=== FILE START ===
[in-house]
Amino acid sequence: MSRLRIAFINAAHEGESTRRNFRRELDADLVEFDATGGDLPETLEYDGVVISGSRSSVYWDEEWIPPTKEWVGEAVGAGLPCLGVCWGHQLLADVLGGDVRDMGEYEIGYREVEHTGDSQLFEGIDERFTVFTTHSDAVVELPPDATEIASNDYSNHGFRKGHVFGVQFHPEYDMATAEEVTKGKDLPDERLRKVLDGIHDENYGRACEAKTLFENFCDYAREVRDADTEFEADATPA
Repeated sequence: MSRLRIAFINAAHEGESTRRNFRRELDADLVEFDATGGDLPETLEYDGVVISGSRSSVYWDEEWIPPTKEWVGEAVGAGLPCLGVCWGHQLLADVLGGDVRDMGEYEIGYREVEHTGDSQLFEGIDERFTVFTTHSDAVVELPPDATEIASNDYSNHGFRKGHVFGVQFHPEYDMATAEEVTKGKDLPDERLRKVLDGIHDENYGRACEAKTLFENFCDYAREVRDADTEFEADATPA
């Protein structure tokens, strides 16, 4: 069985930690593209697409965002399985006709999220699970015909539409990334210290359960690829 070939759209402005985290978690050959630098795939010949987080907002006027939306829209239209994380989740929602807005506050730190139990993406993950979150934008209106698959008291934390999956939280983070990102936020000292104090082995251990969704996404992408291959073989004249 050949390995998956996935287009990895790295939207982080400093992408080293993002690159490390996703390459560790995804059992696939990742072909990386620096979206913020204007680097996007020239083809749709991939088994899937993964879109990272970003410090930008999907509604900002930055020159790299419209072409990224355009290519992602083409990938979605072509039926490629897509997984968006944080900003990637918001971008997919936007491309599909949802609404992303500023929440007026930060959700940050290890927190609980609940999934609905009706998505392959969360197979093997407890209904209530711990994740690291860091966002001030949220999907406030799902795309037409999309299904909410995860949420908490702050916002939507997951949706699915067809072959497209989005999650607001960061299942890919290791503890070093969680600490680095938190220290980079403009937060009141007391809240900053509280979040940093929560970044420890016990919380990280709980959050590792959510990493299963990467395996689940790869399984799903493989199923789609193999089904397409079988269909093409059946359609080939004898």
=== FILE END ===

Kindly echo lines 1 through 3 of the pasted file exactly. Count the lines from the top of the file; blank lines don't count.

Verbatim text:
[in-house]
Amino acid sequence: MSRLRIAFINAAHEGESTRRNFRRELDADLVEFDATGGDLPETLEYDGVVISGSRSSVYWDEEWIPPTKEWVGEAVGAGLPCLGVCWGHQLLADVLGGDVRDMGEYEIGYREVEHTGDSQLFEGIDERFTVFTTHSDAVVELPPDATEIASNDYSNHGFRKGHVFGVQFHPEYDMATAEEVTKGKDLPDERLRKVLDGIHDENYGRACEAKTLFENFCDYAREVRDADTEFEADATPA
Repeated sequence: MSRLRIAFINAAHEGESTRRNFRRELDADLVEFDATGGDLPETLEYDGVVISGSRSSVYWDEEWIPPTKEWVGEAVGAGLPCLGVCWGHQLLADVLGGDVRDMGEYEIGYREVEHTGDSQLFEGIDERFTVFTTHSDAVVELPPDATEIASNDYSNHGFRKGHVFGVQFHPEYDMATAEEVTKGKDLPDERLRKVLDGIHDENYGRACEAKTLFENFCDYAREVRDADTEFEADATPA